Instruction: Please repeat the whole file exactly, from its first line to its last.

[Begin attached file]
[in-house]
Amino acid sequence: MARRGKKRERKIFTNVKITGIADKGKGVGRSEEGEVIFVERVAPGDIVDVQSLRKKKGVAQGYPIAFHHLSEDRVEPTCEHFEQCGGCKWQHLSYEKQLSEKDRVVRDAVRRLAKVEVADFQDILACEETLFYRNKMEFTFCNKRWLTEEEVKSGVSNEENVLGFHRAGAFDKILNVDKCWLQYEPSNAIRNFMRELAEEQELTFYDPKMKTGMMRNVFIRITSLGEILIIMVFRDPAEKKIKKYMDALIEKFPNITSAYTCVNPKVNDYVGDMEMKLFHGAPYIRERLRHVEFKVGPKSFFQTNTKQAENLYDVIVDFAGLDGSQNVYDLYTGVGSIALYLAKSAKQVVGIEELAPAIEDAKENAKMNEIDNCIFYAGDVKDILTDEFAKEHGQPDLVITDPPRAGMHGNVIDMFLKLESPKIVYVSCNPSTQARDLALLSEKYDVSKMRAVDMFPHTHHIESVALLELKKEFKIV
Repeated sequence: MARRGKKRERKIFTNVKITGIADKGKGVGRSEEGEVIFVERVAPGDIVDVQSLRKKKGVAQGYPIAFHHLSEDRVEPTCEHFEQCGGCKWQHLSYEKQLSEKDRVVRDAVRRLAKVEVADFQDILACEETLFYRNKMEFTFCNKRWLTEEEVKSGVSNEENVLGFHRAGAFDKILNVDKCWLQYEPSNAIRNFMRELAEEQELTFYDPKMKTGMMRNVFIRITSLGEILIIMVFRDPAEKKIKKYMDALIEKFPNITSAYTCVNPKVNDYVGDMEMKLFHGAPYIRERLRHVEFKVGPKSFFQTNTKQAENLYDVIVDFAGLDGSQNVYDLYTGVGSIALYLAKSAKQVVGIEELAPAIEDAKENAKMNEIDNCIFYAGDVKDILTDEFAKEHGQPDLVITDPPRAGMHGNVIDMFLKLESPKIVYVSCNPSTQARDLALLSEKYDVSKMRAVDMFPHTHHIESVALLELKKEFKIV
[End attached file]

[in-house]
Amino acid sequence: MARRGKKRERKIFTNVKITGIADKGKGVGRSEEGEVIFVERVAPGDIVDVQSLRKKKGVAQGYPIAFHHLSEDRVEPTCEHFEQCGGCKWQHLSYEKQLSEKDRVVRDAVRRLAKVEVADFQDILACEETLFYRNKMEFTFCNKRWLTEEEVKSGVSNEENVLGFHRAGAFDKILNVDKCWLQYEPSNAIRNFMRELAEEQELTFYDPKMKTGMMRNVFIRITSLGEILIIMVFRDPAEKKIKKYMDALIEKFPNITSAYTCVNPKVNDYVGDMEMKLFHGAPYIRERLRHVEFKVGPKSFFQTNTKQAENLYDVIVDFAGLDGSQNVYDLYTGVGSIALYLAKSAKQVVGIEELAPAIEDAKENAKMNEIDNCIFYAGDVKDILTDEFAKEHGQPDLVITDPPRAGMHGNVIDMFLKLESPKIVYVSCNPSTQARDLALLSEKYDVSKMRAVDMFPHTHHIESVALLELKKEFKIV
Repeated sequence: MARRGKKRERKIFTNVKITGIADKGKGVGRSEEGEVIFVERVAPGDIVDVQSLRKKKGVAQGYPIAFHHLSEDRVEPTCEHFEQCGGCKWQHLSYEKQLSEKDRVVRDAVRRLAKVEVADFQDILACEETLFYRNKMEFTFCNKRWLTEEEVKSGVSNEENVLGFHRAGAFDKILNVDKCWLQYEPSNAIRNFMRELAEEQELTFYDPKMKTGMMRNVFIRITSLGEILIIMVFRDPAEKKIKKYMDALIEKFPNITSAYTCVNPKVNDYVGDMEMKLFHGAPYIRERLRHVEFKVGPKSFFQTNTKQAENLYDVIVDFAGLDGSQNVYDLYTGVGSIALYLAKSAKQVVGIEELAPAIEDAKENAKMNEIDNCIFYAGDVKDILTDEFAKEHGQPDLVITDPPRAGMHGNVIDMFLKLESPKIVYVSCNPSTQARDLALLSEKYDVSKMRAVDMFPHTHHIESVALLELKKEFKIV